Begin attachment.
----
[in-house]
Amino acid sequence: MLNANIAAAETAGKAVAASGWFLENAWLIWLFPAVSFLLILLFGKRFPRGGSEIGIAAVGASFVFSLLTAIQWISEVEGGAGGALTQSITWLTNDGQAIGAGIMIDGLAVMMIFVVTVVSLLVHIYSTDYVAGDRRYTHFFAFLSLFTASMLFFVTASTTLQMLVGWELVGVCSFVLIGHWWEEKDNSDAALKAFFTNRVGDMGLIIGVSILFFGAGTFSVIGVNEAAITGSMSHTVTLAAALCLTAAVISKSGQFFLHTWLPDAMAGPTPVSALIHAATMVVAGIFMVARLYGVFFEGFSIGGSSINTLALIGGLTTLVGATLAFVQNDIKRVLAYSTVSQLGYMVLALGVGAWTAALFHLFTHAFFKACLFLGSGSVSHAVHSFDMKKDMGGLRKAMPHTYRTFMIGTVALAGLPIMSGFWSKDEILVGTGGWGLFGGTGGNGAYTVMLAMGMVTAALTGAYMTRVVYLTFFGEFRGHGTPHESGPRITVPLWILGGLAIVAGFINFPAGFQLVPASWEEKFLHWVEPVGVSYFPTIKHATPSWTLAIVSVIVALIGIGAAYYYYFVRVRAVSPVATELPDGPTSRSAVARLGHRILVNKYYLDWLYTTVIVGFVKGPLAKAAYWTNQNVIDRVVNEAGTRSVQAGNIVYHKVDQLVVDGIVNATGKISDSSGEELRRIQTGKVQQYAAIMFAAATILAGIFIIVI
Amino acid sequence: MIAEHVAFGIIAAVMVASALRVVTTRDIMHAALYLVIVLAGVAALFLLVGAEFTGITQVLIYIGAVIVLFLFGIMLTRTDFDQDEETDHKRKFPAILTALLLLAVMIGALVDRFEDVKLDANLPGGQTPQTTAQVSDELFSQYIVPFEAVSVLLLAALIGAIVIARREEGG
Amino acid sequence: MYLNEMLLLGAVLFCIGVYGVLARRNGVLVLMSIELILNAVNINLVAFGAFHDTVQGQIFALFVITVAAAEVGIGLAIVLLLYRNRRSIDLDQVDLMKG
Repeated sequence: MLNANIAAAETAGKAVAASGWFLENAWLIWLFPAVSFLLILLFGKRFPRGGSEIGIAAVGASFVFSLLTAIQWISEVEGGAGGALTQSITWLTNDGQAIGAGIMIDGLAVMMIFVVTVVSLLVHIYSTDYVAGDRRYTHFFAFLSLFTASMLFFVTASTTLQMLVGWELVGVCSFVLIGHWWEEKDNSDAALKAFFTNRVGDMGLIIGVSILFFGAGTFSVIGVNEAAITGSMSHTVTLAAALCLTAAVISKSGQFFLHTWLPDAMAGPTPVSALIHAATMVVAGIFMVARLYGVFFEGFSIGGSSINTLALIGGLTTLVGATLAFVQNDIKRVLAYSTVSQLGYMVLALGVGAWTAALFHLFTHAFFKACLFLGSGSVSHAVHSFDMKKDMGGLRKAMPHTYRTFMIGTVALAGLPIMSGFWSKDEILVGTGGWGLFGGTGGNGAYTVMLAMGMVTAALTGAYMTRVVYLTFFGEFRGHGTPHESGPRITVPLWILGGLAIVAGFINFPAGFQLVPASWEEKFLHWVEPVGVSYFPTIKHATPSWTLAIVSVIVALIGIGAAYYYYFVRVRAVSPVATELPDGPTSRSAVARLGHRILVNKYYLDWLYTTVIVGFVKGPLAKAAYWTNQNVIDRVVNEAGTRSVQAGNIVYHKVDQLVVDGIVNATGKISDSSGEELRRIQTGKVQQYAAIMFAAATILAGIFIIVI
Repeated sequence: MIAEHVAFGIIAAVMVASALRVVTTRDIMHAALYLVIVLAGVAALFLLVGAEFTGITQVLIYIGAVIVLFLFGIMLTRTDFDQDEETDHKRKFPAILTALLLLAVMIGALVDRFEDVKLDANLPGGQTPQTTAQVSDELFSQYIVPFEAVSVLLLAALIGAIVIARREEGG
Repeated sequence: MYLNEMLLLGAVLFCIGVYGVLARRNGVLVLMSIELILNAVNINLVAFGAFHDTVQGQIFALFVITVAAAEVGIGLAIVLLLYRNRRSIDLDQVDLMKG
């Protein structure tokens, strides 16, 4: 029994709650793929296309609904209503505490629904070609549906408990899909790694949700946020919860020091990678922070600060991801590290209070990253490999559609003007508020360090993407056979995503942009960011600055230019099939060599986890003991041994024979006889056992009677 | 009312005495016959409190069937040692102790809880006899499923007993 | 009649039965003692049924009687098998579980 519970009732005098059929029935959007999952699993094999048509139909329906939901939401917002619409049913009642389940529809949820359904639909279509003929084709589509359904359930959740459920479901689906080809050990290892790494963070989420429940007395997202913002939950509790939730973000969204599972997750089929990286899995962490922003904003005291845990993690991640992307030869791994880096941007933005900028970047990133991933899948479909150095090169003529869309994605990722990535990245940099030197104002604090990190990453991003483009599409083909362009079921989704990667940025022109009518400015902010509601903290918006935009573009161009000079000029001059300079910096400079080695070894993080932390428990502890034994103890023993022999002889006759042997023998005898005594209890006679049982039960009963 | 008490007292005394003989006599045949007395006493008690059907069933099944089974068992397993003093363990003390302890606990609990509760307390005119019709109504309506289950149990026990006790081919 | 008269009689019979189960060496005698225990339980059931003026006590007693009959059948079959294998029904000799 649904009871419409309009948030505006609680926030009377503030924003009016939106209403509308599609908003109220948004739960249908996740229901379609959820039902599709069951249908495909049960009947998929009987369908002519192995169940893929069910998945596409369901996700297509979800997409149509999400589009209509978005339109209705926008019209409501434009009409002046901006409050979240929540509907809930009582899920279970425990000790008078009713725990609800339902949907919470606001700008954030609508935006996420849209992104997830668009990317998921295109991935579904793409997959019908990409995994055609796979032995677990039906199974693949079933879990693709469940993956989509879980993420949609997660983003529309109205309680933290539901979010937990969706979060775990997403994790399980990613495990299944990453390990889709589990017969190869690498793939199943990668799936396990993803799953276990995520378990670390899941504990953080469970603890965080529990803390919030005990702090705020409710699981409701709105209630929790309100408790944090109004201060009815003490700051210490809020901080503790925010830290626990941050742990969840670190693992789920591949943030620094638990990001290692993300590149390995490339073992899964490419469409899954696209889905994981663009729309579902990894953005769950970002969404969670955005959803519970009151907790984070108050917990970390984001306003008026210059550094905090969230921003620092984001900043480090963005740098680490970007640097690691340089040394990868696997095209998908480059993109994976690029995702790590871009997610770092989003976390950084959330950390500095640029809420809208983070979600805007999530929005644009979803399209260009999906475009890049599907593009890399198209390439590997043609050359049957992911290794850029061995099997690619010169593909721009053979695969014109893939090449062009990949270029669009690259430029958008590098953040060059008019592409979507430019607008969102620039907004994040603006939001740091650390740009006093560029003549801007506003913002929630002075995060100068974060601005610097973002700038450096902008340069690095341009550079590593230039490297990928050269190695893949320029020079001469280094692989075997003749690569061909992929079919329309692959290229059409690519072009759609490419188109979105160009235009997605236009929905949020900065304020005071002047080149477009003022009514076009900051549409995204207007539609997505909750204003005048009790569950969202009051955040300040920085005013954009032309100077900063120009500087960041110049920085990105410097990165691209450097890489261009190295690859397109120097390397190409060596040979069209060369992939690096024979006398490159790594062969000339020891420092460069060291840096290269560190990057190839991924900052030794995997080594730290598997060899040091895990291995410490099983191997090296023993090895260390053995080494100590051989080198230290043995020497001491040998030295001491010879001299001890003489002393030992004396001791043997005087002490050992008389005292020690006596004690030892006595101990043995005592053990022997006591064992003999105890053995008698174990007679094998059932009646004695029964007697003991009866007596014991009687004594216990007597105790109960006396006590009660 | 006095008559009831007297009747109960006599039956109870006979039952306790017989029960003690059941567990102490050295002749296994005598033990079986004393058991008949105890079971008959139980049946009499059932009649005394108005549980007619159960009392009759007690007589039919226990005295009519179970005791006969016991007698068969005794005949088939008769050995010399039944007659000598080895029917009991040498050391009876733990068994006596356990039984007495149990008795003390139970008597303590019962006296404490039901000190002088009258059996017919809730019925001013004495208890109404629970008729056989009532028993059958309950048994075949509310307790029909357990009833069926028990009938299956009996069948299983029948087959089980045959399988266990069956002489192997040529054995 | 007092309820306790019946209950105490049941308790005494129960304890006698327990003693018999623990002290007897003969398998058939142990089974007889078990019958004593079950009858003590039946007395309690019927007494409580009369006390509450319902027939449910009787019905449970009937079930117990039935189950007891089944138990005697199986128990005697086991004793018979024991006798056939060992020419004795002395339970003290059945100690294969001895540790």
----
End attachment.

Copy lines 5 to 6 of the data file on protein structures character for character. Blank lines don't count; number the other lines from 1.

Repeated sequence: MLNANIAAAETAGKAVAASGWFLENAWLIWLFPAVSFLLILLFGKRFPRGGSEIGIAAVGASFVFSLLTAIQWISEVEGGAGGALTQSITWLTNDGQAIGAGIMIDGLAVMMIFVVTVVSLLVHIYSTDYVAGDRRYTHFFAFLSLFTASMLFFVTASTTLQMLVGWELVGVCSFVLIGHWWEEKDNSDAALKAFFTNRVGDMGLIIGVSILFFGAGTFSVIGVNEAAITGSMSHTVTLAAALCLTAAVISKSGQFFLHTWLPDAMAGPTPVSALIHAATMVVAGIFMVARLYGVFFEGFSIGGSSINTLALIGGLTTLVGATLAFVQNDIKRVLAYSTVSQLGYMVLALGVGAWTAALFHLFTHAFFKACLFLGSGSVSHAVHSFDMKKDMGGLRKAMPHTYRTFMIGTVALAGLPIMSGFWSKDEILVGTGGWGLFGGTGGNGAYTVMLAMGMVTAALTGAYMTRVVYLTFFGEFRGHGTPHESGPRITVPLWILGGLAIVAGFINFPAGFQLVPASWEEKFLHWVEPVGVSYFPTIKHATPSWTLAIVSVIVALIGIGAAYYYYFVRVRAVSPVATELPDGPTSRSAVARLGHRILVNKYYLDWLYTTVIVGFVKGPLAKAAYWTNQNVIDRVVNEAGTRSVQAGNIVYHKVDQLVVDGIVNATGKISDSSGEELRRIQTGKVQQYAAIMFAAATILAGIFIIVI
Repeated sequence: MIAEHVAFGIIAAVMVASALRVVTTRDIMHAALYLVIVLAGVAALFLLVGAEFTGITQVLIYIGAVIVLFLFGIMLTRTDFDQDEETDHKRKFPAILTALLLLAVMIGALVDRFEDVKLDANLPGGQTPQTTAQVSDELFSQYIVPFEAVSVLLLAALIGAIVIARREEGG